The latest edition of The Rio Mirada included a "man on the street" photo/quote piece based on the recent school showings of Race to Nowhere.
Those outside of K-12 education may not have heard of Race to Nowhere. My sense is that its release more or less coincided with Waiting for Superman. And in the marketplace of mainstream cinema, there's only room for one provocative K-12-based documentary at a time. Waiting for Superman is a big-budget, slickly-produced indictment of America's public school system. Race to Nowhere is much more modest in scope and production values. (While Superman enjoyed wide release and a John Legend soundtrack, Nowhere had a one-week theatrical run on two screens and a Weepies* soundtrack.)
Nowhere's real play has come from viewing "parties" organized in school communities. Its real market is America's "Kindergarten-to-Harvard" school communities. The film documents the pressures that mount on high-expectation students.
It turns out that some students who hope to gain admission to America's most exclusive ("elite") colleges and universities find themselves in over their heads with curricular and extra-curricular activities.
The consequences are shown: some students cheat, some drop out, some abuse prescription drugs, many are unhappy and unfulfilled. The film calls for a general "dialing it down a notch."
There are specific recommendations for students, parents, teachers, and administrators.
Although the Mirada piece polled students, it did not ask them if they were taking any of Nowhere's advice for students. Are they speaking to adults about how they feel? Are the getting plenty of sleep? Unplugging and slowing down? Limiting their extra-currilular activities? Seeking colleges that use a comprehensive [rather than objective] approach to looking at applicants? The Mirada asked none of these questions.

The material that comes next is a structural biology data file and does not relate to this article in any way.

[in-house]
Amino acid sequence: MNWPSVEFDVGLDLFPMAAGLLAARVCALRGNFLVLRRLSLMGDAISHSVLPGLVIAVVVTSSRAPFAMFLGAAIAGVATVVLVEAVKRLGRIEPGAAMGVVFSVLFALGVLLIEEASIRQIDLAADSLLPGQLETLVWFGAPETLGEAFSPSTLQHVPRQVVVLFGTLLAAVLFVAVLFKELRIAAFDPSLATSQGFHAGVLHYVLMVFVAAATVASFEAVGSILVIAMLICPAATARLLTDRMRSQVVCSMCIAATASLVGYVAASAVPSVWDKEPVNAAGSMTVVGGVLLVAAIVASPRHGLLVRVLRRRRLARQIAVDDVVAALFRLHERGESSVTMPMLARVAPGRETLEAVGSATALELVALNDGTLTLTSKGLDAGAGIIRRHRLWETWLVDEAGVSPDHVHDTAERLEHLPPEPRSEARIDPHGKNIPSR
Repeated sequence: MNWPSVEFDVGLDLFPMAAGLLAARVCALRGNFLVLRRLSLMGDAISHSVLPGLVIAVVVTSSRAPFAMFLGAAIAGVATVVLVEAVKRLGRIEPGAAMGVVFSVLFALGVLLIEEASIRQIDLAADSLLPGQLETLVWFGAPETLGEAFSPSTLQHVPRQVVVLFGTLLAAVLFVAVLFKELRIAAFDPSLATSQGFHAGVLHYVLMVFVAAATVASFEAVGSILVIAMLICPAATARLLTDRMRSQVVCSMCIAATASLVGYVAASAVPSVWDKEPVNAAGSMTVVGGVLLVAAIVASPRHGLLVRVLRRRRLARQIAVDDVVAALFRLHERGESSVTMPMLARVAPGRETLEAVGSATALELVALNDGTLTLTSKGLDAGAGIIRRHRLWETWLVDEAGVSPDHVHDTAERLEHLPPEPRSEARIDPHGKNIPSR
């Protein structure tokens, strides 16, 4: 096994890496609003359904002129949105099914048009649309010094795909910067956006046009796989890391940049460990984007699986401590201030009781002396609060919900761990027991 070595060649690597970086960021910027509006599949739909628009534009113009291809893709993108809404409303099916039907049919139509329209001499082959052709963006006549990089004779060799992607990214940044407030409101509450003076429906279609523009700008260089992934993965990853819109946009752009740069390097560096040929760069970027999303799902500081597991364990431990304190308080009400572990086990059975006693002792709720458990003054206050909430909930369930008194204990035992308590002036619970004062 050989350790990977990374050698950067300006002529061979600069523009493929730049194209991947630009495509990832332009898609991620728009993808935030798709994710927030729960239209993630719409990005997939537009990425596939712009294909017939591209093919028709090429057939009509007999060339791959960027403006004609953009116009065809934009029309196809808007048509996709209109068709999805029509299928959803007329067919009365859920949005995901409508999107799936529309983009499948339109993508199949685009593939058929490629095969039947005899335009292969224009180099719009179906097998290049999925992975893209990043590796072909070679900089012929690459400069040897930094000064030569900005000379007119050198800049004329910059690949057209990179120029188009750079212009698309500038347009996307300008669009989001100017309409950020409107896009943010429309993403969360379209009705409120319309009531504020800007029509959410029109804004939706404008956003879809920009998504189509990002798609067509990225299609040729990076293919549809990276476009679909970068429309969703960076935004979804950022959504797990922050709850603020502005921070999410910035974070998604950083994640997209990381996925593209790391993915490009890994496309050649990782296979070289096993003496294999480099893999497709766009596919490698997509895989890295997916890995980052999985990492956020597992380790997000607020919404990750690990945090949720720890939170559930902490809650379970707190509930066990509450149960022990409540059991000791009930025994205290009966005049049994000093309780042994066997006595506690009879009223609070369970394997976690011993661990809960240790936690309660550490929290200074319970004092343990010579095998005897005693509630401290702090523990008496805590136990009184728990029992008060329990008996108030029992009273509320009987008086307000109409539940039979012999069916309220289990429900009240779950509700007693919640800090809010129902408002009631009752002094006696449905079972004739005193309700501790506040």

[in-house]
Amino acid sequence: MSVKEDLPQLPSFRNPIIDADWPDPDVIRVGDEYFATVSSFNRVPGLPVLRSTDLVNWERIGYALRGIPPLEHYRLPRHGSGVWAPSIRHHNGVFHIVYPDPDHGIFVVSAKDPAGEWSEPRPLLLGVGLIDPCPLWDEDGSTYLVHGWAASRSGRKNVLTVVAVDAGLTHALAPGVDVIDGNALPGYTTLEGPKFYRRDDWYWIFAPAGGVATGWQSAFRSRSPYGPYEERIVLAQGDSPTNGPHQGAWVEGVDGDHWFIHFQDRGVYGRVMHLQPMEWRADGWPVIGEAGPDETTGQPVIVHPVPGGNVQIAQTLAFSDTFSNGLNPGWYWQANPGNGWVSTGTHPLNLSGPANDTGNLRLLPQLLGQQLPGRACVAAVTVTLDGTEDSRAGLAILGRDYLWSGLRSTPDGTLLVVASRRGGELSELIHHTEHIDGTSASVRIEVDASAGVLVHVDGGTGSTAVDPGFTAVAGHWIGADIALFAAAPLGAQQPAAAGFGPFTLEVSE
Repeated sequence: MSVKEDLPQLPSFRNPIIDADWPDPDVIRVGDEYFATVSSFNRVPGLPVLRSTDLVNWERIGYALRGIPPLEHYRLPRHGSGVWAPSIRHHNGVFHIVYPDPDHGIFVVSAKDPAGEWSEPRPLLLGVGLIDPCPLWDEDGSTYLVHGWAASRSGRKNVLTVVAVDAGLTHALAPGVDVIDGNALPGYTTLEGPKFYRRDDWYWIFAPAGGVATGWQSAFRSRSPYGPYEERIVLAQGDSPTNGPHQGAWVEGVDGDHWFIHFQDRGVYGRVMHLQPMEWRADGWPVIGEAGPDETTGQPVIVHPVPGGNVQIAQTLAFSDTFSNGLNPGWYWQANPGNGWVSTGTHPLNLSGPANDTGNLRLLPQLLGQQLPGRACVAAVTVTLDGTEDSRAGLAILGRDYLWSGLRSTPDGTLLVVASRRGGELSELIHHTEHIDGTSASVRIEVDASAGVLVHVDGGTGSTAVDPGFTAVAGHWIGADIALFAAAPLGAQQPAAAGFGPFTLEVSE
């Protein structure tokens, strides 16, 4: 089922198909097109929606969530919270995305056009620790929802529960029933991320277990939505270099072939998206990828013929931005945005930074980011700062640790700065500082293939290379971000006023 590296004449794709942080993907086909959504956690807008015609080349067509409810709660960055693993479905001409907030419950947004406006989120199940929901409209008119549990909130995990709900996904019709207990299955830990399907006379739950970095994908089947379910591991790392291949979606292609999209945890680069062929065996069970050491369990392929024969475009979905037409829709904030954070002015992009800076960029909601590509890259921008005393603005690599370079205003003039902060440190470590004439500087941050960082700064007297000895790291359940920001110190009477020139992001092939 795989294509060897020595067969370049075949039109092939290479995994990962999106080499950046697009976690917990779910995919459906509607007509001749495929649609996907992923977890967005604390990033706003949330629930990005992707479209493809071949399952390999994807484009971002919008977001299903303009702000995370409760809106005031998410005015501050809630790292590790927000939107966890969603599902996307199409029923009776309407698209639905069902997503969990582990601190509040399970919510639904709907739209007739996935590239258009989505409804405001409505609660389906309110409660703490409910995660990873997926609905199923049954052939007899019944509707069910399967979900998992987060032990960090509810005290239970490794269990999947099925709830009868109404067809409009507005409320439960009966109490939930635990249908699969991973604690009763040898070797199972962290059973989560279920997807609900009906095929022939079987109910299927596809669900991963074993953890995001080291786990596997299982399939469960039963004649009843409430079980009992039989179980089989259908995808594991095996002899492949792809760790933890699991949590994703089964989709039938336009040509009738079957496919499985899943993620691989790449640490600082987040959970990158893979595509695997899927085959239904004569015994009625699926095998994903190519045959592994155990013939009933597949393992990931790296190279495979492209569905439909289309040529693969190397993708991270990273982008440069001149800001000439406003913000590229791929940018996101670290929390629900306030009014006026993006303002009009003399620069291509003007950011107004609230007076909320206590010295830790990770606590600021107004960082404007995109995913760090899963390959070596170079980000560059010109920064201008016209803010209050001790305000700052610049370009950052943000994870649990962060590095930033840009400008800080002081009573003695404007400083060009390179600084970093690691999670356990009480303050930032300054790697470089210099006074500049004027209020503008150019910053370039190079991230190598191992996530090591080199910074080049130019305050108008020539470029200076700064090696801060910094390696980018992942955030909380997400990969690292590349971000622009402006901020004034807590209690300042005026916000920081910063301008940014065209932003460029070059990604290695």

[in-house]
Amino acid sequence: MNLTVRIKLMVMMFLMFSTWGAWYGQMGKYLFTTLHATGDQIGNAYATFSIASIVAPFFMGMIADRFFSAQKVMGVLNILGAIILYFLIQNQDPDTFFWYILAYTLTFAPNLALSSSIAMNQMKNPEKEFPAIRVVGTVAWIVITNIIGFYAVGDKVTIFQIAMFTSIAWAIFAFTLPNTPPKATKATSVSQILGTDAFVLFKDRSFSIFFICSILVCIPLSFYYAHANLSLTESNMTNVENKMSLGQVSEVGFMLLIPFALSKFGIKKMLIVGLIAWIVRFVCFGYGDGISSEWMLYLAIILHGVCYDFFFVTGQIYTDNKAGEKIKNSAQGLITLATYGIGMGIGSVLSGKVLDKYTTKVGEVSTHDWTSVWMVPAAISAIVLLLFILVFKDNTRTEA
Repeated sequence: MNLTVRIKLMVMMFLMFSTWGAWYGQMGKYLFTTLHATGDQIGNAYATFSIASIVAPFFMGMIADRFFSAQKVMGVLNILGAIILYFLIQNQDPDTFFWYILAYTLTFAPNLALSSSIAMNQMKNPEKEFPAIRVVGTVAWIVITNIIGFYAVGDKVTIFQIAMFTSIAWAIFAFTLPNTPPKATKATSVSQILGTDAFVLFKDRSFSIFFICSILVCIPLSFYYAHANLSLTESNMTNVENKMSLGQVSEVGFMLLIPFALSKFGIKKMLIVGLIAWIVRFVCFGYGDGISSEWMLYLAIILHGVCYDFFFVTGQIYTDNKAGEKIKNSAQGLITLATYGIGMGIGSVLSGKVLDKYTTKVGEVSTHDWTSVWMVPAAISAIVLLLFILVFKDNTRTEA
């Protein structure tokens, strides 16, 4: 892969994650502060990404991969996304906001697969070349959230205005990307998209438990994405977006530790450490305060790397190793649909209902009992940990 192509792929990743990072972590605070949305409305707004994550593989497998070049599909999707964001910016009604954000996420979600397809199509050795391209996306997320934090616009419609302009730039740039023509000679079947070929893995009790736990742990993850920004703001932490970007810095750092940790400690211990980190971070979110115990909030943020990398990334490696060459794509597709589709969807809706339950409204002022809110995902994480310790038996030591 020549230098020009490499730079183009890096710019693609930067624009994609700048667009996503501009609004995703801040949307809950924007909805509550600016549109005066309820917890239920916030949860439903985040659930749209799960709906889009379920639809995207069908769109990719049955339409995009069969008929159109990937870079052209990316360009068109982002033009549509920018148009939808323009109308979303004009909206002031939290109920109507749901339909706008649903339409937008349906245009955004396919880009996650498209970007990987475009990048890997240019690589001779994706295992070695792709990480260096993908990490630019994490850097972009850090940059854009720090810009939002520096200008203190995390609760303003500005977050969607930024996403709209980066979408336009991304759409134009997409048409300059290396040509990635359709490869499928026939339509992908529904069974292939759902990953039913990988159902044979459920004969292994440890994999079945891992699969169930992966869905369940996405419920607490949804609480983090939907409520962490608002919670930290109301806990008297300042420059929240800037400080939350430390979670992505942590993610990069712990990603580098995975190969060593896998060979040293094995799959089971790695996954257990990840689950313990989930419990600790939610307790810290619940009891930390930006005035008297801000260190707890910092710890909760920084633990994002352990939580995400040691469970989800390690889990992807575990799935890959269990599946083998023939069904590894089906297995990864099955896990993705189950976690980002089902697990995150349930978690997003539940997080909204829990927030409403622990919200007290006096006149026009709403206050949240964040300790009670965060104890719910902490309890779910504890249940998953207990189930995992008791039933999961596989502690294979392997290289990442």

The one thing The Mirada did want to know was whether or not the students noticed an immediate reduction in homework assigned by teachers. I'll let readers speculate on what the resounding consensus was.
Don't get me wrong. I'm not trying to be any kind of Thaddeus Bristol here. And if I were a student who had seen Nowhere, that's what I would hope for, too: less homework and more play time.
A few years ago, The Mirada ran an article questioning the whole concept of Advanced Placement. The author wondered why anyone would subject themselves to an academically rigorous class—senior year—that culminated in paying money to take a test! The concept appeared flawed on at least three levels.
Rio's demographics have changed. And the school district has expressed an interest in removing barriers (such as preparedness tests or prerequisites) to Advanced Placement courses.
Taken together, we're hoping that more students (who don't want to take AP courses) will take AP courses, regardless of their preparation or aptitude. Once enrolled, students should not be assigned much homework and should be assessed without so many tests.
Am I a hopeless curmudgeon for not seeing how this plays out successfully? Check the comments for my perspective.